- Eat healthily: Your body needs a boost to fuel your immune system, so make sure to eat foods that are healthy and full of vitamins and minerals. You may lose your appetite, but try to eat small meals with plenty of fruits and vegetables.
- Cover coughing and sneezing: Instead of covering your mouth with your hands when you cough or sneeze, cover your mouth with your arm or a tissue. Flu is spread through droplets in the air and can also be spread when you cough into your hands and then contaminate another surface by touching it.
- Stay hydrated: Your body will need lots of water, low-sugar electrolyte drinks, chicken broth, and herbal tea in order to stay hydrated to fight off the flu. Avoid drinks that can dehydrate you like coffee, caffeinated beverages, or alcohol.
- Stay home: The flu is highly contagious, so stay home if at all possible. While missing work can be a challenge, your coworkers don’t want to get sick, and they’ll thank you for calling out.
Recovering from the flu also comes with a list of things you should avoid if you want to get better as quickly as possible.
- Don’t make contact: Do not make physical contact with other people while you’re sick. This means avoiding hugging, shaking hands, or sharing food or beverages.
- Treat the symptoms. While there is no cure for the flu, treating the fevers, aches, and pains that come with it can be done by taking ibuprofen or acetaminophen.
- Avoid crowds: The flu is highly contagious and spreads through the air, so do everyone a favor and stay away from crowds while you’re sick.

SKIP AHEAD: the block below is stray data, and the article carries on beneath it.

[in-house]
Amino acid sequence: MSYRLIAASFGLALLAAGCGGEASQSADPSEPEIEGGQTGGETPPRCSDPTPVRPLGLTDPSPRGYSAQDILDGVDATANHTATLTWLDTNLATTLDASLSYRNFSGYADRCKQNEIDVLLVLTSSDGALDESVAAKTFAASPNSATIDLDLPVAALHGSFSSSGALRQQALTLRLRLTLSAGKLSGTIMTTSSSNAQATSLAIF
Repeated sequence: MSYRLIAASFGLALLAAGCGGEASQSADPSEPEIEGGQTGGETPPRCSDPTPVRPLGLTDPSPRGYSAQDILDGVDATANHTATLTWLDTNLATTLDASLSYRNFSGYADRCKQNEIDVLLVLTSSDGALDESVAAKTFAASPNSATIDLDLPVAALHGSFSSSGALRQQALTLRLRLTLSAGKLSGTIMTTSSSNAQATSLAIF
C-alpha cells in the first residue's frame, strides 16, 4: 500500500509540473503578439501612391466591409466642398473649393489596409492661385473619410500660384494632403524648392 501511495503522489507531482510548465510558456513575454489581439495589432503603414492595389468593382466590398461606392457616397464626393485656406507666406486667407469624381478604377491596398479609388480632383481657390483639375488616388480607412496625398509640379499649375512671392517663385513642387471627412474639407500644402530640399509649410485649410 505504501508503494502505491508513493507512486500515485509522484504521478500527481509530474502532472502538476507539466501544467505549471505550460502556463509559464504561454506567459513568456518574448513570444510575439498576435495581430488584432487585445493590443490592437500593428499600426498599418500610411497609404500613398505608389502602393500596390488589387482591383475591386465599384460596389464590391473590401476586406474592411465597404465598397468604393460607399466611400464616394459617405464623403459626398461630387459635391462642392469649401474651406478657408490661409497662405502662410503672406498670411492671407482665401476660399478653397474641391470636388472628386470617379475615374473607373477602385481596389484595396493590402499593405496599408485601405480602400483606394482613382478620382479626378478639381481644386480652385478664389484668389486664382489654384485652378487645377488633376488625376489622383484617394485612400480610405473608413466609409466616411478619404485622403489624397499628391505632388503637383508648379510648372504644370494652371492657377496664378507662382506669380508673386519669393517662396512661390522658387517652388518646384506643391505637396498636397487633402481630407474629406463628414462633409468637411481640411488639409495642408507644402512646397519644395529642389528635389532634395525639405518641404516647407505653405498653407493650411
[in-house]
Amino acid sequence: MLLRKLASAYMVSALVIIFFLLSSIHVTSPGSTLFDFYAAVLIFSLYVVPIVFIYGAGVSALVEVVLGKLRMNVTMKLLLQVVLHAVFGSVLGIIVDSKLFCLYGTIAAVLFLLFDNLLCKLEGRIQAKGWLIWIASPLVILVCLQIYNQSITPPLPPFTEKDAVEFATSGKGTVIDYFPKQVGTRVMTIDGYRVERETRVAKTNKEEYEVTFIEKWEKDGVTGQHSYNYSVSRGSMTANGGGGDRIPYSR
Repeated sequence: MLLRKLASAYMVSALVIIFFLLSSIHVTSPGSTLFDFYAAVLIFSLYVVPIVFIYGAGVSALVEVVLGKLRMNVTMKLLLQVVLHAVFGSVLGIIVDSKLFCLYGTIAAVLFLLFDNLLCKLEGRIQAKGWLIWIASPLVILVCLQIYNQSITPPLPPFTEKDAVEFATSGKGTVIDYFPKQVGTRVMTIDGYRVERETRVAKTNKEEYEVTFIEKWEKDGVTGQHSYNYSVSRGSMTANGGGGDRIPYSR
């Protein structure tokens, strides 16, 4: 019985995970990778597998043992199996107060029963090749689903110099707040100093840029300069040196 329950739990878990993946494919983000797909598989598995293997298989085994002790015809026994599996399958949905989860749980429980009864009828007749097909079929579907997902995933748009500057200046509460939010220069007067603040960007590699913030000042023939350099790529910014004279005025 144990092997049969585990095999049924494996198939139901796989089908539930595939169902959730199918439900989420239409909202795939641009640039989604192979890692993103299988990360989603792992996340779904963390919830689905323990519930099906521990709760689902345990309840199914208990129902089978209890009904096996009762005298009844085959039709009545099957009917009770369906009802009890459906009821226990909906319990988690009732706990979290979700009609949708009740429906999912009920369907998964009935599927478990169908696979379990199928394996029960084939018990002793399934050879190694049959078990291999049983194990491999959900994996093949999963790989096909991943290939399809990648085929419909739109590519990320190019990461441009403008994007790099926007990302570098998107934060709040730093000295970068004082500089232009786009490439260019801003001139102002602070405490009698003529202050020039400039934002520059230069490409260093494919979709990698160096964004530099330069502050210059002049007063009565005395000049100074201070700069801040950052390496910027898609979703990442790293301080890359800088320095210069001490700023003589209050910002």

- Don’t do too much: Flu gets worse before it gets better, so getting enough rest in the early days is critical. If you push yourself too much at the beginning, you’re likely to lengthen your recovery time.
- Don’t skip meals: You may lose your appetite with the flu, but try to eat small meals that do not upset your stomach. Your body needs fuel and nutrients to fight the virus, so look for healthy options.
- Don’t smoke: Smoking is never a good idea, but it’s especially ill-advised when you have the flu. The flu affects your respiratory system, so smoking will exacerbate your symptoms and lengthen your recovery time.
How Can I Avoid Getting the Flu?
The flu viruses come around every year at the same time, which means it’s possible to predict when you might get sick.
However, some people are at higher risk of catching the flu due to health conditions and are also more likely to experience flu complications.
So during flu season, consider taking the following precautions to avoid getting the flu:
- Get a flu shot for the seasonal flu vaccine
- Avoid crowds of people
- Wash your hands regularly
- Stay home if you’re sick
- Stay away from people who are showing signs of illness
References, Resources and Studies:
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Chris is one of the Co-Founders of Pharmacists.org. An entrepreneur at heart, Chris has been building and writing in consumer health for over 10 years. In addition to Pharmacists.org, Chris and his Acme Health LLC Brand Team own and operate Diabetic.org and the USA Rx Pharmacy Discount Card powered by Pharmacists.org.
Chris has a CFA (Chartered Financial Analyst) designation and is a proud member of the American Medical Writer’s Association (AMWA), the International Society for Medical Publication Professionals (ISMPP), the National Association of Science Writers (NASW), the Council of Science Editors, the Author’s Guild, and the Editorial Freelance Association (EFA).